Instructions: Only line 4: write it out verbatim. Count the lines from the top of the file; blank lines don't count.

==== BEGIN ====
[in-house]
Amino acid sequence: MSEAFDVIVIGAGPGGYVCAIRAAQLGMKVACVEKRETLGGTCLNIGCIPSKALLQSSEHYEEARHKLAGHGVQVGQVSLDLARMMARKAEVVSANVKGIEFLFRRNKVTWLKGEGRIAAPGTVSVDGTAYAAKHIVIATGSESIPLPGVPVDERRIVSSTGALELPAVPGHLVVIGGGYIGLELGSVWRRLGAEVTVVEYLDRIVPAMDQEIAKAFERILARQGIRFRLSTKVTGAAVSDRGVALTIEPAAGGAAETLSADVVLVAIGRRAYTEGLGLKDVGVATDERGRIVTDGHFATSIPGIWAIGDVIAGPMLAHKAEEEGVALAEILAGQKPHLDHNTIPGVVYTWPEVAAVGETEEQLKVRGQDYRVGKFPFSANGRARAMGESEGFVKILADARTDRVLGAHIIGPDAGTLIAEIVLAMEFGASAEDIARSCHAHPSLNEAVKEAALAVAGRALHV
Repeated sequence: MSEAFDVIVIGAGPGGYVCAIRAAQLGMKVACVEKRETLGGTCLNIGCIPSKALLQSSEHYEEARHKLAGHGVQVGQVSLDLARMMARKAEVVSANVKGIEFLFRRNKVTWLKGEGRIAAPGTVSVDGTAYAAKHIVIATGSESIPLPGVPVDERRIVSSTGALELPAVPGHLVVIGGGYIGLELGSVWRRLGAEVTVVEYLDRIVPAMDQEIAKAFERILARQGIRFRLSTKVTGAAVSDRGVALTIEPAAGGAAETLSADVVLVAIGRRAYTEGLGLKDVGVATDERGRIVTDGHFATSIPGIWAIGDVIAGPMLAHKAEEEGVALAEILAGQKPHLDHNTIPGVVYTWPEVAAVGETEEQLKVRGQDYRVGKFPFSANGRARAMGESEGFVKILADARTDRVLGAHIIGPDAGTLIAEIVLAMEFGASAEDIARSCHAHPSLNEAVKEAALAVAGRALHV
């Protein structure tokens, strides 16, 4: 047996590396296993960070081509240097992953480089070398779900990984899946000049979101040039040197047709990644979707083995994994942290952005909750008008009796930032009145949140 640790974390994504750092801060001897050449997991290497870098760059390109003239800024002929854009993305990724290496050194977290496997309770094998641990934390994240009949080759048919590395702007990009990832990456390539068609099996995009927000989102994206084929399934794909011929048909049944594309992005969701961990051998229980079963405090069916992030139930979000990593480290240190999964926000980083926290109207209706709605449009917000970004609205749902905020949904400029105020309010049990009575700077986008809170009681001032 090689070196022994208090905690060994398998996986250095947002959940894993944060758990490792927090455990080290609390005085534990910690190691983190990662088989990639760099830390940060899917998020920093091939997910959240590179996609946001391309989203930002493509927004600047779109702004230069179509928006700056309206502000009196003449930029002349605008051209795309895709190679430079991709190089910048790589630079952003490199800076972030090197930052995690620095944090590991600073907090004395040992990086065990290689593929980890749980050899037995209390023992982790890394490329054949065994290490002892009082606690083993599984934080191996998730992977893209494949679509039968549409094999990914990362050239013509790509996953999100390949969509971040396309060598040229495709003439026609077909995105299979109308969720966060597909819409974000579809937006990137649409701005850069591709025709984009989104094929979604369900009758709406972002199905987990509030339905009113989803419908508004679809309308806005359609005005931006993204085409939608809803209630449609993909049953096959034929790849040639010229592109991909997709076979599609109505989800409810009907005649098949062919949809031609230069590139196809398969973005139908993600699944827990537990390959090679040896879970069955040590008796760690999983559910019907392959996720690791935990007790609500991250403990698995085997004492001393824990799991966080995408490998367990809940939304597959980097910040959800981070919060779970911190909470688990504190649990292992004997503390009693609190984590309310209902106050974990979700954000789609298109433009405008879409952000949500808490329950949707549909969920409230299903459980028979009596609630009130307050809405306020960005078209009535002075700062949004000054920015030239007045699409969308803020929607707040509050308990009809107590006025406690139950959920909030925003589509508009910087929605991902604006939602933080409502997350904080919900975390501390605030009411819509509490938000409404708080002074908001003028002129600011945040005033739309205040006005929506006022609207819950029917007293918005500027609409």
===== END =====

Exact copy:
């Protein structure tokens, strides 16, 4: 047996590396296993960070081509240097992953480089070398779900990984899946000049979101040039040197047709990644979707083995994994942290952005909750008008009796930032009145949140 640790974390994504750092801060001897050449997991290497870098760059390109003239800024002929854009993305990724290496050194977290496997309770094998641990934390994240009949080759048919590395702007990009990832990456390539068609099996995009927000989102994206084929399934794909011929048909049944594309992005969701961990051998229980079963405090069916992030139930979000990593480290240190999964926000980083926290109207209706709605449009917000970004609205749902905020949904400029105020309010049990009575700077986008809170009681001032 090689070196022994208090905690060994398998996986250095947002959940894993944060758990490792927090455990080290609390005085534990910690190691983190990662088989990639760099830390940060899917998020920093091939997910959240590179996609946001391309989203930002493509927004600047779109702004230069179509928006700056309206502000009196003449930029002349605008051209795309895709190679430079991709190089910048790589630079952003490199800076972030090197930052995690620095944090590991600073907090004395040992990086065990290689593929980890749980050899037995209390023992982790890394490329054949065994290490002892009082606690083993599984934080191996998730992977893209494949679509039968549409094999990914990362050239013509790509996953999100390949969509971040396309060598040229495709003439026609077909995105299979109308969720966060597909819409974000579809937006990137649409701005850069591709025709984009989104094929979604369900009758709406972002199905987990509030339905009113989803419908508004679809309308806005359609005005931006993204085409939608809803209630449609993909049953096959034929790849040639010229592109991909997709076979599609109505989800409810009907005649098949062919949809031609230069590139196809398969973005139908993600699944827990537990390959090679040896879970069955040590008796760690999983559910019907392959996720690791935990007790609500991250403990698995085997004492001393824990799991966080995408490998367990809940939304597959980097910040959800981070919060779970911190909470688990504190649990292992004997503390009693609190984590309310209902106050974990979700954000789609298109433009405008879409952000949500808490329950949707549909969920409230299903459980028979009596609630009130307050809405306020960005078209009535002075700062949004000054920015030239007045699409969308803020929607707040509050308990009809107590006025406690139950959920909030925003589509508009910087929605991902604006939602933080409502997350904080919900975390501390605030009411819509509490938000409404708080002074908001003028002129600011945040005033739309205040006005929506006022609207819950029917007293918005500027609409």